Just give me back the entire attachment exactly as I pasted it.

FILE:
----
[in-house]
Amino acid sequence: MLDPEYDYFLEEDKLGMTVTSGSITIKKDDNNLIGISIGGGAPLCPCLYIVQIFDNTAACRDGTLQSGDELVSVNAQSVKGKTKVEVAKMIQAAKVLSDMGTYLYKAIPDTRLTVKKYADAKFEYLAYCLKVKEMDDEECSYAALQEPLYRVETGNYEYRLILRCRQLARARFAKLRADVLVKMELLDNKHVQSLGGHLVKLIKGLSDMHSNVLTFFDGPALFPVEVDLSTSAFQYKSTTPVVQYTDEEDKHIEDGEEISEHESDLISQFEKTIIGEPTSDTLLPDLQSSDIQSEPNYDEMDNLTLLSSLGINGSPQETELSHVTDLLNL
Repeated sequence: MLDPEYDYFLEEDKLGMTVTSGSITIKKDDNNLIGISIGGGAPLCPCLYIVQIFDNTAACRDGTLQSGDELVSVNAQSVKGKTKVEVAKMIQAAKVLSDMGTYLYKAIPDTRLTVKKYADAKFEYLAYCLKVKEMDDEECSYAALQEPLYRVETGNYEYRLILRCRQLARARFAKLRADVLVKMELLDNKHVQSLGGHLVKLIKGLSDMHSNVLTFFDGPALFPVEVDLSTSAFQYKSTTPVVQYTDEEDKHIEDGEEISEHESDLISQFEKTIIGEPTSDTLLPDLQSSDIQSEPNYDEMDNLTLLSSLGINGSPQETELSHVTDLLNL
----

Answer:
[in-house]
Amino acid sequence: MLDPEYDYFLEEDKLGMTVTSGSITIKKDDNNLIGISIGGGAPLCPCLYIVQIFDNTAACRDGTLQSGDELVSVNAQSVKGKTKVEVAKMIQAAKVLSDMGTYLYKAIPDTRLTVKKYADAKFEYLAYCLKVKEMDDEECSYAALQEPLYRVETGNYEYRLILRCRQLARARFAKLRADVLVKMELLDNKHVQSLGGHLVKLIKGLSDMHSNVLTFFDGPALFPVEVDLSTSAFQYKSTTPVVQYTDEEDKHIEDGEEISEHESDLISQFEKTIIGEPTSDTLLPDLQSSDIQSEPNYDEMDNLTLLSSLGINGSPQETELSHVTDLLNL
Repeated sequence: MLDPEYDYFLEEDKLGMTVTSGSITIKKDDNNLIGISIGGGAPLCPCLYIVQIFDNTAACRDGTLQSGDELVSVNAQSVKGKTKVEVAKMIQAAKVLSDMGTYLYKAIPDTRLTVKKYADAKFEYLAYCLKVKEMDDEECSYAALQEPLYRVETGNYEYRLILRCRQLARARFAKLRADVLVKMELLDNKHVQSLGGHLVKLIKGLSDMHSNVLTFFDGPALFPVEVDLSTSAFQYKSTTPVVQYTDEEDKHIEDGEEISEHESDLISQFEKTIIGEPTSDTLLPDLQSSDIQSEPNYDEMDNLTLLSSLGINGSPQETELSHVTDLLNL